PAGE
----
-- KevinHufford? - 21 Aug 2003

Testing Done in Autumn Lab

Claws on RoboToe?

Follow up to the discussion on whether large preloads are needed to attach claws.

Andrew ran some RoboToe? tests over the weekend with steel claws on various surfaces, and came up with some very interesting results.

1) Claws can be very effective on some surfaces with tiny preloads (less than 1/10 preload:shear ratio). Other surfaces present significant obstacles to claws. Some materials may require setal adhesives, and/or very high claw preload impulses. We are still testing surfaces.

2) Concrete: claws can generate very large shear forces with minimal preload (less than 0.1N). We observed stick/slip dynamics caused by local failure of the concrete. This underscores Bob's point about the advantages of multiple attachment points (6 legs), and my point that the robot will need to be engineered for slippage as a common occurrence.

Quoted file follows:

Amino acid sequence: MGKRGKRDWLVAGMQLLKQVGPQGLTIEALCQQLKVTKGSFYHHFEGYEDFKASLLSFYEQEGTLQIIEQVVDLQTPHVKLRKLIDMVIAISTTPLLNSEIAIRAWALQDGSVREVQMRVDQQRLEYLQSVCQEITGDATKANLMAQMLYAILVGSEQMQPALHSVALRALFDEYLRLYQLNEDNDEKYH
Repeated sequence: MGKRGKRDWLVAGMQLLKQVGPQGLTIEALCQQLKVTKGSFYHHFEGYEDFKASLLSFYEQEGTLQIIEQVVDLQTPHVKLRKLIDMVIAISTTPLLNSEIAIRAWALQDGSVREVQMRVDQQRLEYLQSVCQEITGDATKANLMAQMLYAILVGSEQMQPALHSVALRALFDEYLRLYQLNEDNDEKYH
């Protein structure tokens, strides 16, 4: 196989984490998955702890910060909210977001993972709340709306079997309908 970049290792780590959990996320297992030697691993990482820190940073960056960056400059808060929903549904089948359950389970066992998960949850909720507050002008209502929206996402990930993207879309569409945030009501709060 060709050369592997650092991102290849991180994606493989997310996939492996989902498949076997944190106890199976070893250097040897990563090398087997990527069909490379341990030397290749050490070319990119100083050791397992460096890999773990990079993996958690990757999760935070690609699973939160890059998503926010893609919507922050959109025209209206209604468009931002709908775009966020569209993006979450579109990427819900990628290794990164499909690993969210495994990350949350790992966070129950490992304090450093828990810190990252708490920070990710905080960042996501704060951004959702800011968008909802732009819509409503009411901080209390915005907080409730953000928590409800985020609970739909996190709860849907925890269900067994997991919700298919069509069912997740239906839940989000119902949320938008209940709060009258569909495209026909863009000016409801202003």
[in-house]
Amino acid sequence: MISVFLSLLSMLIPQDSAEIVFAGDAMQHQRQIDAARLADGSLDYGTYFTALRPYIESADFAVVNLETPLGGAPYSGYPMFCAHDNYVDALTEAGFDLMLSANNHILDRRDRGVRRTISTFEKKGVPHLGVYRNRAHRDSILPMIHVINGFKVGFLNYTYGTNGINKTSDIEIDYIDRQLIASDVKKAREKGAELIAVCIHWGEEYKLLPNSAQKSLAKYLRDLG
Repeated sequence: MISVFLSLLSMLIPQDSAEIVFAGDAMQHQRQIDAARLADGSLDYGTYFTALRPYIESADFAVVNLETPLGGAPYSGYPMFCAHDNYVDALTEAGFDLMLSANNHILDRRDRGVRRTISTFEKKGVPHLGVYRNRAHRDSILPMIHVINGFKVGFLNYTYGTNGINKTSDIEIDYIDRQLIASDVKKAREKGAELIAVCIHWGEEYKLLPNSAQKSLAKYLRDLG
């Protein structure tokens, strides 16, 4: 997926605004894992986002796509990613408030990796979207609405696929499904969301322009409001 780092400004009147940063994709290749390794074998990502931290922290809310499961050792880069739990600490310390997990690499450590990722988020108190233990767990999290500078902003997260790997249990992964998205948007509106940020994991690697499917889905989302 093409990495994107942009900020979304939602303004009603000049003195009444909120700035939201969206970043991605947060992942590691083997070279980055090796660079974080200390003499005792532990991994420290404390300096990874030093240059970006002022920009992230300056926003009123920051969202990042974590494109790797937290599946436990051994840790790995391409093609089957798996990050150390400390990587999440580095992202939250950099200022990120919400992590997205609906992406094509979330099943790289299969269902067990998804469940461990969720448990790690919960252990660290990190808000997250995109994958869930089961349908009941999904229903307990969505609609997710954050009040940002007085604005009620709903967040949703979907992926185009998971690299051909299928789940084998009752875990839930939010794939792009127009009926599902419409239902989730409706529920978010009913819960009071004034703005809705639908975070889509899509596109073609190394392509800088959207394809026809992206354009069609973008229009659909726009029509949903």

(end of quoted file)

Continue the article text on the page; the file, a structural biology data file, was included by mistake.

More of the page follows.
3) Plywood: Claws can generate nearly arbitrarily high shear forces with low preloads (less than 1N). RoboToe? reached 12N shear, and ripped the plywood off the sensor.

4) Hard tree bark (fallen, dry wood) is very hard, and lacks concavities present in concrete. Most trials failed to attach claw, or caused delamination of bark. Some trials yielded respectible shear forces (8N) with relatively low preload (0.7N). Andrew will run some more trials using bark from live trees.

5) Painted wallboard: surprisingly hard for claws to penetrate. Even very sharp claws with large preloads (2N) failed to penetrate the paint.

6) Design ideas: Consider claw deployment mechanism internal to the foot instead of using leg forces. This could be similar to a staple gun, where a small motor can wind a stiff spring to be fired when needed to generate large claw preload impulse.

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